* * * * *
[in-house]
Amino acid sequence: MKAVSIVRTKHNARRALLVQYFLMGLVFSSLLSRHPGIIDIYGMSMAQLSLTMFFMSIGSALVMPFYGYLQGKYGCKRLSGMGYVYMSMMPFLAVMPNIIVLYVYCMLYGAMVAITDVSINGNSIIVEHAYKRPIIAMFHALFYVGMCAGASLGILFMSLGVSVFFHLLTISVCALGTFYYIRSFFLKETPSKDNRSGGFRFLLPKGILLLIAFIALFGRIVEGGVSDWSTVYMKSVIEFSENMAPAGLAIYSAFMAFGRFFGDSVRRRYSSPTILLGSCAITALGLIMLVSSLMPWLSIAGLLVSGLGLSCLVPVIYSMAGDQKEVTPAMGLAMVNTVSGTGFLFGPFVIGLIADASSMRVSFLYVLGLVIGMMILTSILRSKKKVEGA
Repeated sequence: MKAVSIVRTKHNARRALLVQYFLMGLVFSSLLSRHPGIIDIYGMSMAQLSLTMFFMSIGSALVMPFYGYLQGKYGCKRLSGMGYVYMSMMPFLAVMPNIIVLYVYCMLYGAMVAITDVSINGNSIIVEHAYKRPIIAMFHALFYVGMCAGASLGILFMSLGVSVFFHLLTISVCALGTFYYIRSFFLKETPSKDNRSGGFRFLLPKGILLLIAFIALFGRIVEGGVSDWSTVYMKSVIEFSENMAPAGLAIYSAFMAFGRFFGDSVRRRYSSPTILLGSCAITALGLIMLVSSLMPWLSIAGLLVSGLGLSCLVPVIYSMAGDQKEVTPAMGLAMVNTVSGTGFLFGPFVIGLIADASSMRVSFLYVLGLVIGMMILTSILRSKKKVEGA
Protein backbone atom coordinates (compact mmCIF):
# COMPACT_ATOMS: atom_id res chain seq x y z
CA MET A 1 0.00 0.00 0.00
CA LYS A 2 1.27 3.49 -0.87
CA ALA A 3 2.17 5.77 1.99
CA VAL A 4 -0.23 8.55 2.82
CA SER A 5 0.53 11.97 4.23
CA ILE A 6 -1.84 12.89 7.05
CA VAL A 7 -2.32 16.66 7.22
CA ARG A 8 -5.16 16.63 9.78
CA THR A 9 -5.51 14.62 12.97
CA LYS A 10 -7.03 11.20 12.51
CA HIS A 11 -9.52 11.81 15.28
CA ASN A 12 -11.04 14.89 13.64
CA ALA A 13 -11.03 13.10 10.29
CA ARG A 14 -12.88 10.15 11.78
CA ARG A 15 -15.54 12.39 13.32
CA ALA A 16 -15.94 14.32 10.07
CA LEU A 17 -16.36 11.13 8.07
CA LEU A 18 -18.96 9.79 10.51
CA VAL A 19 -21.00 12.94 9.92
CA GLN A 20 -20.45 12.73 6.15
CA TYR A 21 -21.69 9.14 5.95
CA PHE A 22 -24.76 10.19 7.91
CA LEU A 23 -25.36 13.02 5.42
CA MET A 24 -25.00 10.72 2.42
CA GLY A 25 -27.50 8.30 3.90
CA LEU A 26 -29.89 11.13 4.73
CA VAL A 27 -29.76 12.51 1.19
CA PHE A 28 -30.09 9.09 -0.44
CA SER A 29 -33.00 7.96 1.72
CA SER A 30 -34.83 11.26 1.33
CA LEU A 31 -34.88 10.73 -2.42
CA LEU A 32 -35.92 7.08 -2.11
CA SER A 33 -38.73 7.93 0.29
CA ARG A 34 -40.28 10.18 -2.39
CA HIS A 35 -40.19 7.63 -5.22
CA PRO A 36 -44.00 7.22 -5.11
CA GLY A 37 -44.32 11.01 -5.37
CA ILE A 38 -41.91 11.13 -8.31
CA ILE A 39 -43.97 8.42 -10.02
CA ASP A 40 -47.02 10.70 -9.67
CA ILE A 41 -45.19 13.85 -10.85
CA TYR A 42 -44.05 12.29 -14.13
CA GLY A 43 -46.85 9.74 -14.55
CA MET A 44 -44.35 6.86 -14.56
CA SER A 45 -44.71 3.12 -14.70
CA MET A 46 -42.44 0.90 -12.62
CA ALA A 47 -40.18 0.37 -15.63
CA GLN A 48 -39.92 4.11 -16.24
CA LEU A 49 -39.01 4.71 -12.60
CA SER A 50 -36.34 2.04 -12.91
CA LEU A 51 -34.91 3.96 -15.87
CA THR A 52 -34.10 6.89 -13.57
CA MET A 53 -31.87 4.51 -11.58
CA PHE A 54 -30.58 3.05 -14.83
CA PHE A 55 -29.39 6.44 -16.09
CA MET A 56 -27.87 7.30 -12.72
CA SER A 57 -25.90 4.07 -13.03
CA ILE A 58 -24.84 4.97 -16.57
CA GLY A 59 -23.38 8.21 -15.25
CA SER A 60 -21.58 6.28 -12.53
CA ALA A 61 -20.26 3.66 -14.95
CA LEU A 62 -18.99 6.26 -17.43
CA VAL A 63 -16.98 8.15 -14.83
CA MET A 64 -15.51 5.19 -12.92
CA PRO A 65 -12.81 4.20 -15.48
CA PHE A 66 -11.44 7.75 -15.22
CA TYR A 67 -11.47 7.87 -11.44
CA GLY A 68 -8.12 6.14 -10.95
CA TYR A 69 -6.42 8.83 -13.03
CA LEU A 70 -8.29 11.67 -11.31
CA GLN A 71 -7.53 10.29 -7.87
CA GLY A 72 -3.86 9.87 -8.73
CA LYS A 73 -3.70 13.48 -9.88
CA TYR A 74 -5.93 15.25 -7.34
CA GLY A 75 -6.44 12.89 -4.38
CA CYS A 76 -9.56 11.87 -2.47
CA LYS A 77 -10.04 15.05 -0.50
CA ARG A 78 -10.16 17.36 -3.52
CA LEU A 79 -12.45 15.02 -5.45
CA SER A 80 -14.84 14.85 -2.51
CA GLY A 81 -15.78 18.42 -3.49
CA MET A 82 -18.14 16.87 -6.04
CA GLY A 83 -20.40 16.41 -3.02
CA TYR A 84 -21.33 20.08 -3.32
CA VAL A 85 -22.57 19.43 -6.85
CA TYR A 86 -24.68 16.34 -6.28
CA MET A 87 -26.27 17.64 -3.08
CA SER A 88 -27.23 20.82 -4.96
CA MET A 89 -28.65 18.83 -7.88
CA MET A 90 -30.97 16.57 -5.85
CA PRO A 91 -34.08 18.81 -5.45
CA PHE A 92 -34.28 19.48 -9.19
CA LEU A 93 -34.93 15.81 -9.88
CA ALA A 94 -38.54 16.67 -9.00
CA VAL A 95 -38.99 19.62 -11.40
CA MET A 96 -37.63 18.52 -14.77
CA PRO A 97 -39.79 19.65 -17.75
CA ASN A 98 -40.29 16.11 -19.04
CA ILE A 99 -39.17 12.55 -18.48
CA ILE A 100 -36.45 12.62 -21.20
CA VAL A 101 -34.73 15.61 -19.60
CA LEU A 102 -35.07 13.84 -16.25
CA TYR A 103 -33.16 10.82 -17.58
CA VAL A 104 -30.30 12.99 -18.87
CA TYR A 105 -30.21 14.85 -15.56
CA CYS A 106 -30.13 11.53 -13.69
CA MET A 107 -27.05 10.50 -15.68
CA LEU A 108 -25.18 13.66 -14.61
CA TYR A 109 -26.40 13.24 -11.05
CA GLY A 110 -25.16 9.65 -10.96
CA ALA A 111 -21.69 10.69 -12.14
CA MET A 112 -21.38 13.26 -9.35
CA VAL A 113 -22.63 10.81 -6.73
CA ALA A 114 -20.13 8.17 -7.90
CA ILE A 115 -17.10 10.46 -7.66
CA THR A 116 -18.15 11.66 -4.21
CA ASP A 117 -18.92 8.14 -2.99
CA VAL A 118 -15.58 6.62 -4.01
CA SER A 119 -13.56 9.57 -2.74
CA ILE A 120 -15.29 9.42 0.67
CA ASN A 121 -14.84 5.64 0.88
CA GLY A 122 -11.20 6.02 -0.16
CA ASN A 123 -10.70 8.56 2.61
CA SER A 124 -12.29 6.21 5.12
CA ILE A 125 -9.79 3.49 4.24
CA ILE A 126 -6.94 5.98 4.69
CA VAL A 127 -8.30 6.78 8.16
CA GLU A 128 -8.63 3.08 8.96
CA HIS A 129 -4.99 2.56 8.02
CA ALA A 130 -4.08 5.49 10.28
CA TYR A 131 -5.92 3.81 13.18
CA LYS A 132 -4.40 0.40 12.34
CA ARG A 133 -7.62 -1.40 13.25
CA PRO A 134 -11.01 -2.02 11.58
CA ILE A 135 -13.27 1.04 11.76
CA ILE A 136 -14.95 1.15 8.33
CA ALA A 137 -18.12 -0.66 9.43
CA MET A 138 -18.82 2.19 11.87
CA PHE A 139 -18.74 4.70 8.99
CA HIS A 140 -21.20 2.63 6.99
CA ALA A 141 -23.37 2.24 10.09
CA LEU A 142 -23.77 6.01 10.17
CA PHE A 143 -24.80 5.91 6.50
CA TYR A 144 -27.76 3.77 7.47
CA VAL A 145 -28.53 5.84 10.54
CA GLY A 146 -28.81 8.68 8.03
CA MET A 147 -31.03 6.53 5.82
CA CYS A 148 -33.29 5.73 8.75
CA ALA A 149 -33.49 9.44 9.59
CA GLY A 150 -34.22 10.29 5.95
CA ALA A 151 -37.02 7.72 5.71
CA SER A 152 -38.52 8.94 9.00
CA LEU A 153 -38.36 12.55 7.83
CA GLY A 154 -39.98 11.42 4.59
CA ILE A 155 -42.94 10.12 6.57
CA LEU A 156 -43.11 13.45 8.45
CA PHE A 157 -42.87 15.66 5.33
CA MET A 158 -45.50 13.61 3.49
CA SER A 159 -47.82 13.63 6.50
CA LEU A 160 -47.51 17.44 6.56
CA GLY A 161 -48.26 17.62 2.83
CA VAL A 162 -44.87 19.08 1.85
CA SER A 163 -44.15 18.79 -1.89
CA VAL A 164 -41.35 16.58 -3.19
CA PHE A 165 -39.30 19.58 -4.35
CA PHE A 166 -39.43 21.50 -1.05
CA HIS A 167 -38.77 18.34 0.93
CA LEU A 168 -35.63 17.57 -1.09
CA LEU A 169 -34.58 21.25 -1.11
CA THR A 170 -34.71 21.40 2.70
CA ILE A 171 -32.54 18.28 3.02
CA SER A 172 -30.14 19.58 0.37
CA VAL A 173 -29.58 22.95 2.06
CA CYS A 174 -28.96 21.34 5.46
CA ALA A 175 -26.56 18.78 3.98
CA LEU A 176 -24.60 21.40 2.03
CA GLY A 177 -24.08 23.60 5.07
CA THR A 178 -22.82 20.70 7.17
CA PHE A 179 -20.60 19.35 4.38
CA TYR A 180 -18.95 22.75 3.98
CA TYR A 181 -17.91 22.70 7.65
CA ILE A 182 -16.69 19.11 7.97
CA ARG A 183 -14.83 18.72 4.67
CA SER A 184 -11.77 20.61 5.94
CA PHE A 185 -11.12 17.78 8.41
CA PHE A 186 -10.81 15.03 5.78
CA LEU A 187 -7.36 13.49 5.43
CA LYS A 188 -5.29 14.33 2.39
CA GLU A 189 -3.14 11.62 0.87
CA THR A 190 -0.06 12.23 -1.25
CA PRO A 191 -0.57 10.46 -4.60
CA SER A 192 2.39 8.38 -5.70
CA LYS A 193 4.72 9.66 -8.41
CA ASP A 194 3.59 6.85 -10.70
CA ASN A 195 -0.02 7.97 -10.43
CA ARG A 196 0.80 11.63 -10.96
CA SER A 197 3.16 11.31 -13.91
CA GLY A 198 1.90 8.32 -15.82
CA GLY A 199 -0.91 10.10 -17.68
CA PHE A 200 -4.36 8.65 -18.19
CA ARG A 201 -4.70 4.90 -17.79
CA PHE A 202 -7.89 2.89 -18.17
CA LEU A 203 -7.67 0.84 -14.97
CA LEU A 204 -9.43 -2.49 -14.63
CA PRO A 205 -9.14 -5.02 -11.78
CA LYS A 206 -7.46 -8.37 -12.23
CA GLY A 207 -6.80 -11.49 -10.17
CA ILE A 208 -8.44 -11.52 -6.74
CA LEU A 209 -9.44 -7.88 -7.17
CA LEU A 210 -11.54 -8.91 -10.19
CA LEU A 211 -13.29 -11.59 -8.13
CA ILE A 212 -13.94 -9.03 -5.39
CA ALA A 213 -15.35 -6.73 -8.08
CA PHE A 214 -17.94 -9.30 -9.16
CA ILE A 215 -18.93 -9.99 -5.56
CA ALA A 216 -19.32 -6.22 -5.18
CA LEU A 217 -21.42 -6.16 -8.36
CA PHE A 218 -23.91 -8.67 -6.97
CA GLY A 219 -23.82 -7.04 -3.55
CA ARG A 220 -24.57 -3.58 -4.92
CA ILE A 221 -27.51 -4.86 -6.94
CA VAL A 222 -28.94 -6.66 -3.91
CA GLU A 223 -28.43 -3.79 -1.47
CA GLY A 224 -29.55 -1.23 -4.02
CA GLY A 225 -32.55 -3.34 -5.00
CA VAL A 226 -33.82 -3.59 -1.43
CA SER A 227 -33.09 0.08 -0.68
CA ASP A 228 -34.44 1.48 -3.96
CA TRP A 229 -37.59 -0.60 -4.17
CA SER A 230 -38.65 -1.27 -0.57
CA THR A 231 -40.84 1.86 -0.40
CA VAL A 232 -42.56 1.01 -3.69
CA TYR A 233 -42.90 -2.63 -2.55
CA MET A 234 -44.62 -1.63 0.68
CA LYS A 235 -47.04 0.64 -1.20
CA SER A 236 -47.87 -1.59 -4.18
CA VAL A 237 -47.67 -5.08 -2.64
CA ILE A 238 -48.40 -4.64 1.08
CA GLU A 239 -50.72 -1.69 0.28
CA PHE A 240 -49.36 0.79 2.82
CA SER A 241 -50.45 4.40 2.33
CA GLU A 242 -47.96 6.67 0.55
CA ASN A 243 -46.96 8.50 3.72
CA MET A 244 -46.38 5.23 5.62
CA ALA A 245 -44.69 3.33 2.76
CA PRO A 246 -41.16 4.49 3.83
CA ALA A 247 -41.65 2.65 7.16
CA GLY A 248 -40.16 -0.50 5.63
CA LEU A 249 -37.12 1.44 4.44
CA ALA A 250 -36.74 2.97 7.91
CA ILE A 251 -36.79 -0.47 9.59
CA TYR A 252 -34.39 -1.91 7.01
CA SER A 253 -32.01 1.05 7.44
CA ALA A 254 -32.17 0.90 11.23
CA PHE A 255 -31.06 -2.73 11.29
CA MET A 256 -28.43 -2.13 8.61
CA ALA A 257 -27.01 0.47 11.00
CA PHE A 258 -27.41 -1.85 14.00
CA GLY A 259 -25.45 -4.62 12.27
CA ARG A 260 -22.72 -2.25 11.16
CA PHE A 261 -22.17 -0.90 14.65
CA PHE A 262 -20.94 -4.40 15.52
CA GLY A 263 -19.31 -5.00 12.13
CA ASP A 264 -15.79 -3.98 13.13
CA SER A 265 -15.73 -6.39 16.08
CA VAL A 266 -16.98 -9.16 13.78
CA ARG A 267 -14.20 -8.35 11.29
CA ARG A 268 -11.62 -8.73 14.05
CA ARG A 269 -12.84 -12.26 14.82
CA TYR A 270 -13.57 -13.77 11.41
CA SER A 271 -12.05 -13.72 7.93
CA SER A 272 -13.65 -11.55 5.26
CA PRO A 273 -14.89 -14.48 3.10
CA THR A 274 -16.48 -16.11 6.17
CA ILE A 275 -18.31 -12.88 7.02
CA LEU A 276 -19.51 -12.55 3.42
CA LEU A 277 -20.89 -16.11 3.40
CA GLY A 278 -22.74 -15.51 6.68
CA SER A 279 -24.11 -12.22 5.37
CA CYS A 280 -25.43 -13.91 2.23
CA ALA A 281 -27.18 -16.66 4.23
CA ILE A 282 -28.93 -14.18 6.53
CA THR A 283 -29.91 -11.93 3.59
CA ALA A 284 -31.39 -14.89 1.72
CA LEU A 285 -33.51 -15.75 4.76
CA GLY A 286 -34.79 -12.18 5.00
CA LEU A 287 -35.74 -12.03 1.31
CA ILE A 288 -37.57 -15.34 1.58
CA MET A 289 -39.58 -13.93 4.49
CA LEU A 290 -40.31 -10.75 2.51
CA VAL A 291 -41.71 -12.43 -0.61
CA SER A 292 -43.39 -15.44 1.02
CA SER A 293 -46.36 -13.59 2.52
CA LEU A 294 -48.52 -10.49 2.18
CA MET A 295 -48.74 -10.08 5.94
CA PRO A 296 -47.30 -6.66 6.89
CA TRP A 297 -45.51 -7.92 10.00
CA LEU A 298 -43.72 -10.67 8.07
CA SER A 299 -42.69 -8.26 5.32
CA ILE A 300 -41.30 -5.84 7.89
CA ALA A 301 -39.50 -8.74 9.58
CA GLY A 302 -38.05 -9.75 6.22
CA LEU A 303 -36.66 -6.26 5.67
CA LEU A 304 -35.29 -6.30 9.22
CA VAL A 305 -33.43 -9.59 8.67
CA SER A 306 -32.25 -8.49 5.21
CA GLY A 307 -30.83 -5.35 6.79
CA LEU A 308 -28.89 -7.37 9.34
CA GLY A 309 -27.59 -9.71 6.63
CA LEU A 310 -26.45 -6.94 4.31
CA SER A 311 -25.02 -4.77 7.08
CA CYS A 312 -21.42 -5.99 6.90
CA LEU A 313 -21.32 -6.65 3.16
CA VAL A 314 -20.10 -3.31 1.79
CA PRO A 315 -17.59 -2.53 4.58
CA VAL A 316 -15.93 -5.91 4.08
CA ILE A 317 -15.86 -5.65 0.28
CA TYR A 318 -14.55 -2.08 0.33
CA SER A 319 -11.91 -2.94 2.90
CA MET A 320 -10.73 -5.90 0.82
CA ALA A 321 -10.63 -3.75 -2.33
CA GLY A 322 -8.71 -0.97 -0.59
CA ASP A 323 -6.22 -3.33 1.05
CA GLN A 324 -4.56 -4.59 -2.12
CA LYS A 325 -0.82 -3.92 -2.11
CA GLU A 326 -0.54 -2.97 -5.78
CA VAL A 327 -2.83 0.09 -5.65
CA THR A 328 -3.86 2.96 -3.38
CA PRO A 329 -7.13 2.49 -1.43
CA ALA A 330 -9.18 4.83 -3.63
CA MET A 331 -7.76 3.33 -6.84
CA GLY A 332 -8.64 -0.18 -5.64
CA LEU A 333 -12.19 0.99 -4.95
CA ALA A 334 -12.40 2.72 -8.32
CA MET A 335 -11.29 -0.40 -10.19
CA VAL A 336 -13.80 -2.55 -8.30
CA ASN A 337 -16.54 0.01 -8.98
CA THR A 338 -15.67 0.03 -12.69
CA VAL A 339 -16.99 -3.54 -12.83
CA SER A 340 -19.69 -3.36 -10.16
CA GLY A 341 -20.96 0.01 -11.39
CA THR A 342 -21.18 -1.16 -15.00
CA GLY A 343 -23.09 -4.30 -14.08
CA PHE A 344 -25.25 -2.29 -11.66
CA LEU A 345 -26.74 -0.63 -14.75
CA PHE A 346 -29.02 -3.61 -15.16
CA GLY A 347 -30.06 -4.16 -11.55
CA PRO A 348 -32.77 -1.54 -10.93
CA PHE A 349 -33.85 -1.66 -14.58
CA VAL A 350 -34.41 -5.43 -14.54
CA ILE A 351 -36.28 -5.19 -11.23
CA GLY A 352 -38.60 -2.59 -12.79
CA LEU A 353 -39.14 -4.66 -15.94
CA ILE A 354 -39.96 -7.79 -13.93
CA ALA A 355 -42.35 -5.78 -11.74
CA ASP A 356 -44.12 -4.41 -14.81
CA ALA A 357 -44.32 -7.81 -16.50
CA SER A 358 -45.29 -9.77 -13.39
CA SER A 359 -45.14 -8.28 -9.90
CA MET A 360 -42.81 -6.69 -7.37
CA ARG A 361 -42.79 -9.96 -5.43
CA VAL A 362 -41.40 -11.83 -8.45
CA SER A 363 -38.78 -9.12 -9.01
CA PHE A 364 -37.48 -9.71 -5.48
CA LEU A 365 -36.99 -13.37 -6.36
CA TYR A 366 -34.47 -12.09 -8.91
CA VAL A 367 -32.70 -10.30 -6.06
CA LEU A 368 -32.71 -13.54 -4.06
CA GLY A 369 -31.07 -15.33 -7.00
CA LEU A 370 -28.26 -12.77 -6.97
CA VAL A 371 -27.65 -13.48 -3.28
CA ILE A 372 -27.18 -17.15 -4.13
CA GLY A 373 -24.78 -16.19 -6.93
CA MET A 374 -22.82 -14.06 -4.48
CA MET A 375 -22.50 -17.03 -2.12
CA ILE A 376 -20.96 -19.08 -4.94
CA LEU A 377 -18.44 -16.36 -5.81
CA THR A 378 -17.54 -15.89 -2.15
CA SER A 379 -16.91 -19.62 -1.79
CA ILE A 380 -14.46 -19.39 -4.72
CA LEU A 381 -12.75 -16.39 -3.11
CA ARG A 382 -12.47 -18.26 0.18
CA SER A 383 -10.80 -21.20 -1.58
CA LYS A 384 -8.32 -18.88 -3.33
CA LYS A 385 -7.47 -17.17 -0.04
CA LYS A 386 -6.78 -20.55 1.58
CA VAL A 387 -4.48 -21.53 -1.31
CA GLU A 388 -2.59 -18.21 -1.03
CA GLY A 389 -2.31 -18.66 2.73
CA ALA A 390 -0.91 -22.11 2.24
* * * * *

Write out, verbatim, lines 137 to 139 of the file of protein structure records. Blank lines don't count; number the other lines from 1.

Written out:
CA LYS A 132 -4.40 0.40 12.34
CA ARG A 133 -7.62 -1.40 13.25
CA PRO A 134 -11.01 -2.02 11.58